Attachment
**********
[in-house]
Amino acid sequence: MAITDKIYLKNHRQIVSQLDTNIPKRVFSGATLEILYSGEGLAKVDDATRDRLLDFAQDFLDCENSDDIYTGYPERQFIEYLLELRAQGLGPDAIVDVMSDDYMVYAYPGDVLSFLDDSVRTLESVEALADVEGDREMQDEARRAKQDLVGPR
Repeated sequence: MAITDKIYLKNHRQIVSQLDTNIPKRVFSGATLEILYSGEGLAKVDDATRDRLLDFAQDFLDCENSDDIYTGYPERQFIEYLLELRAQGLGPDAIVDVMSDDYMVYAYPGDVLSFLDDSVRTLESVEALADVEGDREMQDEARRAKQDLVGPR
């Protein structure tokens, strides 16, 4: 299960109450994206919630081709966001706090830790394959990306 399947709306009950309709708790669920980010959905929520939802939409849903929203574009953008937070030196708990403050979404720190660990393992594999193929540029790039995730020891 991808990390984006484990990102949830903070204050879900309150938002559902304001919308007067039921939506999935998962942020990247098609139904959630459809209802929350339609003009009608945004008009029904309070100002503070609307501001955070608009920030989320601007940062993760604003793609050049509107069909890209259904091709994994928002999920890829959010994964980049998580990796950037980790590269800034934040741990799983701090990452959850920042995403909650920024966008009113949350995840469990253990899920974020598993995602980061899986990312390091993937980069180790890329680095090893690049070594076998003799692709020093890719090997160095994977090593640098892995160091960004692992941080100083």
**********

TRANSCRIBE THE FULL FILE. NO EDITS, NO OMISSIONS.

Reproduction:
[in-house]
Amino acid sequence: MAITDKIYLKNHRQIVSQLDTNIPKRVFSGATLEILYSGEGLAKVDDATRDRLLDFAQDFLDCENSDDIYTGYPERQFIEYLLELRAQGLGPDAIVDVMSDDYMVYAYPGDVLSFLDDSVRTLESVEALADVEGDREMQDEARRAKQDLVGPR
Repeated sequence: MAITDKIYLKNHRQIVSQLDTNIPKRVFSGATLEILYSGEGLAKVDDATRDRLLDFAQDFLDCENSDDIYTGYPERQFIEYLLELRAQGLGPDAIVDVMSDDYMVYAYPGDVLSFLDDSVRTLESVEALADVEGDREMQDEARRAKQDLVGPR
């Protein structure tokens, strides 16, 4: 299960109450994206919630081709966001706090830790394959990306 399947709306009950309709708790669920980010959905929520939802939409849903929203574009953008937070030196708990403050979404720190660990393992594999193929540029790039995730020891 991808990390984006484990990102949830903070204050879900309150938002559902304001919308007067039921939506999935998962942020990247098609139904959630459809209802929350339609003009009608945004008009029904309070100002503070609307501001955070608009920030989320601007940062993760604003793609050049509107069909890209259904091709994994928002999920890829959010994964980049998580990796950037980790590269800034934040741990799983701090990452959850920042995403909650920024966008009113949350995840469990253990899920974020598993995602980061899986990312390091993937980069180790890329680095090893690049070594076998003799692709020093890719090997160095994977090593640098892995160091960004692992941080100083």